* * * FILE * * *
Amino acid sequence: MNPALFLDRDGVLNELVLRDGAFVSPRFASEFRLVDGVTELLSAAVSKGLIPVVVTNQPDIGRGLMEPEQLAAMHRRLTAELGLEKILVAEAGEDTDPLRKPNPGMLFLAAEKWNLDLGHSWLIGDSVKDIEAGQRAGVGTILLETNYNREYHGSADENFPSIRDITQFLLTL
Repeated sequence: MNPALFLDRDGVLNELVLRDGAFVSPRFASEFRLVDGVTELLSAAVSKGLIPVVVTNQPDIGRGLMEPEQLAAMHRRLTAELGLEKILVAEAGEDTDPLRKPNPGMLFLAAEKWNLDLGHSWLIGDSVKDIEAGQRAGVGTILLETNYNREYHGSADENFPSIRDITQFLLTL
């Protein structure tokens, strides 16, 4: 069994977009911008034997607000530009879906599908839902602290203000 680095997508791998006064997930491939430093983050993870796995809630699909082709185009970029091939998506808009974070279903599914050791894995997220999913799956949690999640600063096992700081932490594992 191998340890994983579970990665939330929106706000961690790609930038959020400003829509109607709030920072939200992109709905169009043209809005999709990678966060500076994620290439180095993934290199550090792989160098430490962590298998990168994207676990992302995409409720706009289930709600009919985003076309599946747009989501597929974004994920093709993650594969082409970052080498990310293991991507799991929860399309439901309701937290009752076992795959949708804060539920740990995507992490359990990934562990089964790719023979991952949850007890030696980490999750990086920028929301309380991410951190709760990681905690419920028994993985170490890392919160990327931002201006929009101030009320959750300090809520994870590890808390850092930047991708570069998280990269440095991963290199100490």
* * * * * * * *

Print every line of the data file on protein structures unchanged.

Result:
Amino acid sequence: MNPALFLDRDGVLNELVLRDGAFVSPRFASEFRLVDGVTELLSAAVSKGLIPVVVTNQPDIGRGLMEPEQLAAMHRRLTAELGLEKILVAEAGEDTDPLRKPNPGMLFLAAEKWNLDLGHSWLIGDSVKDIEAGQRAGVGTILLETNYNREYHGSADENFPSIRDITQFLLTL
Repeated sequence: MNPALFLDRDGVLNELVLRDGAFVSPRFASEFRLVDGVTELLSAAVSKGLIPVVVTNQPDIGRGLMEPEQLAAMHRRLTAELGLEKILVAEAGEDTDPLRKPNPGMLFLAAEKWNLDLGHSWLIGDSVKDIEAGQRAGVGTILLETNYNREYHGSADENFPSIRDITQFLLTL
């Protein structure tokens, strides 16, 4: 069994977009911008034997607000530009879906599908839902602290203000 680095997508791998006064997930491939430093983050993870796995809630699909082709185009970029091939998506808009974070279903599914050791894995997220999913799956949690999640600063096992700081932490594992 191998340890994983579970990665939330929106706000961690790609930038959020400003829509109607709030920072939200992109709905169009043209809005999709990678966060500076994620290439180095993934290199550090792989160098430490962590298998990168994207676990992302995409409720706009289930709600009919985003076309599946747009989501597929974004994920093709993650594969082409970052080498990310293991991507799991929860399309439901309701937290009752076992795959949708804060539920740990995507992490359990990934562990089964790719023979991952949850007890030696980490999750990086920028929301309380991410951190709760990681905690419920028994993985170490890392919160990327931002201006929009101030009320959750300090809520994870590890808390850092930047991708570069998280990269440095991963290199100490």